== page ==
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Soil Science Society of America Journal Abstract -

Evaluation of Nitrogen and Irrigation Management for Corn Production using Water High in Nitrate1

 

This article in SSSAJ

  1. Vol. 46 No. 5, p. 1056-1062
     
    Received: Dec 29, 1981
    Accepted: Apr 22, 1982


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doi:10.2136/sssaj1982.03615995004600050034x
  1. D. L. Martin,
  2. D. G. Watts,
  3. L. N. Mielke,
  4. K. D. Frank and
  5. D. E. Eisenhauer2

Abstract

Abstract

A field-calibrated computer model was used to study the interaction of nitrogen (N) and water management for corn (Zea mays L.) production on sandy soils in the central Platte Valley of Nebraska. Most irrigation in this area is with pumped groundwater which at many locations contains from 10 to 30 ppm (or more) of nitrate nitrogen (NO-3-N). Simulation results were used to estimate the effects of irrigation management, N management, and the NO-3-N concentration of the irrigation water upon N uptake by corn, the uptake efficiency of groundwater and fertilizer N, and the potential for pollution of groundwater with NO-3-N. Nitrogen uptake was also partitioned according to N source (groundwater N, applied fertilizer N, and residual plus mineralized N).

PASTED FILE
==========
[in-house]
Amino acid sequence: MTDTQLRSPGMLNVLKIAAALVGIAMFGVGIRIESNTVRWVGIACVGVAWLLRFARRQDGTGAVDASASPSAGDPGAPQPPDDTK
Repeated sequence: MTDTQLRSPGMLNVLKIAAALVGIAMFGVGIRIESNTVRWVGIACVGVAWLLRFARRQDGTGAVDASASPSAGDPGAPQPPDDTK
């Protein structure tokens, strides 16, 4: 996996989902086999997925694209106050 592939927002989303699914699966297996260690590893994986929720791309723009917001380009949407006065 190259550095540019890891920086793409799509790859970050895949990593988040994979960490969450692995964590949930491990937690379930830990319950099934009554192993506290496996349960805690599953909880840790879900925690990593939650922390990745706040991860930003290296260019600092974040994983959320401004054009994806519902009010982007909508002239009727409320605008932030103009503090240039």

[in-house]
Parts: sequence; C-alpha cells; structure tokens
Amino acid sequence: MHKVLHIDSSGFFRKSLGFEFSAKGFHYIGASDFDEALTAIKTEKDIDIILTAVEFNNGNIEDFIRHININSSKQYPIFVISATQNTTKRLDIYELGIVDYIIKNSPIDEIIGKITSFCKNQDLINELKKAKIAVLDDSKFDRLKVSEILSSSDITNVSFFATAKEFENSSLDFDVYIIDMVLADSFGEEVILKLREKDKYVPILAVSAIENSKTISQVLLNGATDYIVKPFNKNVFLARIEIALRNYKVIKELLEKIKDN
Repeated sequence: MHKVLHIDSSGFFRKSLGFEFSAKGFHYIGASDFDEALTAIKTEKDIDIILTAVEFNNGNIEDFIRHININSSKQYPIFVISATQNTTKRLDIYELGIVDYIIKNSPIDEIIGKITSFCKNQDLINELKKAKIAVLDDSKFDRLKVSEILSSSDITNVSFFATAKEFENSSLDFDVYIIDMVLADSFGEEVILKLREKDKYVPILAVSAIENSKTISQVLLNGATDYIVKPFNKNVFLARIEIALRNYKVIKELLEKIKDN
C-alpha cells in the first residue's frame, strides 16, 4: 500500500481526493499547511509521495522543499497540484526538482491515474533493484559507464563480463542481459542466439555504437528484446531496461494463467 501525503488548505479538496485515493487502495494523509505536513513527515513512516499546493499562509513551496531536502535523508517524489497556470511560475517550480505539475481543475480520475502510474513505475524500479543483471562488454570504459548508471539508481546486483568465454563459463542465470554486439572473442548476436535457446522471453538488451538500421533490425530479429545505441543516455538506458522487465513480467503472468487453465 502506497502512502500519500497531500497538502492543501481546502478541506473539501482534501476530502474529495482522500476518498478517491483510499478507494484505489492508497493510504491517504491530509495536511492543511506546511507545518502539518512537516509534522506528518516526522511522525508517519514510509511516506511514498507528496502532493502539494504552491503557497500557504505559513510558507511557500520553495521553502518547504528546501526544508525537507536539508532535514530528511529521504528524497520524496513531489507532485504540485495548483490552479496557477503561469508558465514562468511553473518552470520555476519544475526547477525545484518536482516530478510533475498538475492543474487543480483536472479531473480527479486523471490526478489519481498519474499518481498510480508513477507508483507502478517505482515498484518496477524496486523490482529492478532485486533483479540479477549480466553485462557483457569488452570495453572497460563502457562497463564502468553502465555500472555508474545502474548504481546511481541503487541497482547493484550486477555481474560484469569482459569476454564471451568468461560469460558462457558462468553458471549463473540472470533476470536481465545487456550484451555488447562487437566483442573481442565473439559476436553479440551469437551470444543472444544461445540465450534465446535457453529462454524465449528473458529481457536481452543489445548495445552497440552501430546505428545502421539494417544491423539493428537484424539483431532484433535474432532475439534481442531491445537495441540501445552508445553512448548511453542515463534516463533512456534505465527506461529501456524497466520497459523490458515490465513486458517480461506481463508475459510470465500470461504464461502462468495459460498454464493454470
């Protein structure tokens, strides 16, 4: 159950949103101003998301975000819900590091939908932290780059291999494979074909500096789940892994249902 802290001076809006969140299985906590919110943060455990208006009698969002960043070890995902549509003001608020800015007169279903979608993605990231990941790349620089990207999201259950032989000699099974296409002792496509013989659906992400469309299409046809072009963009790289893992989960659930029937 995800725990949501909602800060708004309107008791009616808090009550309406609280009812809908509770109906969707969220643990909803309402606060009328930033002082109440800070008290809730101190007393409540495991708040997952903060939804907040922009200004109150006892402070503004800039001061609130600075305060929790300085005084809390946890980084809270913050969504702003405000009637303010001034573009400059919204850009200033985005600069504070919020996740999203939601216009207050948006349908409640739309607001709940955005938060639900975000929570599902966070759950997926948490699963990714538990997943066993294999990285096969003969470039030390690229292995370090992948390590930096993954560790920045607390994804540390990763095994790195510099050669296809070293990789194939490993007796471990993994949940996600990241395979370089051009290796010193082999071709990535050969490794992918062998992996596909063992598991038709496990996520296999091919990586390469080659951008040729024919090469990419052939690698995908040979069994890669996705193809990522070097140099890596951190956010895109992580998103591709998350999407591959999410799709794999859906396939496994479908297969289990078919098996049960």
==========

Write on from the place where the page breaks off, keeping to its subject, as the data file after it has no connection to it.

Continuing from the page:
Simulation results showed that:

  1. Nitrogen uptake was strongly influenced by the amount of fertilizer N and irrigation water applied, and to a lesser extent by the NO-3-N concentration of the irrigation water. There was also a strong interaction of these parameters in determining N uptake.

  2. The uptake efficiency of fertilizer N was very sensitive to excess irrigation and only slightly affected by the amount of fertilizer applied or the NO-3-N concentration of the irrigation water.

  3. The uptake efficiency of groundwater N was strongly affected by the amount of irrigation water applied and the NO-3-N concentration of the water while the amount of fertilizer applied had a lesser effect. In general, groundwater uptake efficiencies were higher and more stable than fertilizer uptake efficiencies.

  4. Excess irrigation increased N uptake from groundwater sources under certain conditions. The groundwater N contribution to uptake was large for irrigation water containing >10 ppm NO-3-N and was primarily determined by the amount of irrigation and the NO-3-N concentration. For 25 ppm NO-3-N irrigation water and small fertilizer applications more N was extracted from the groundwater through irrigation than was lost due to leaching.

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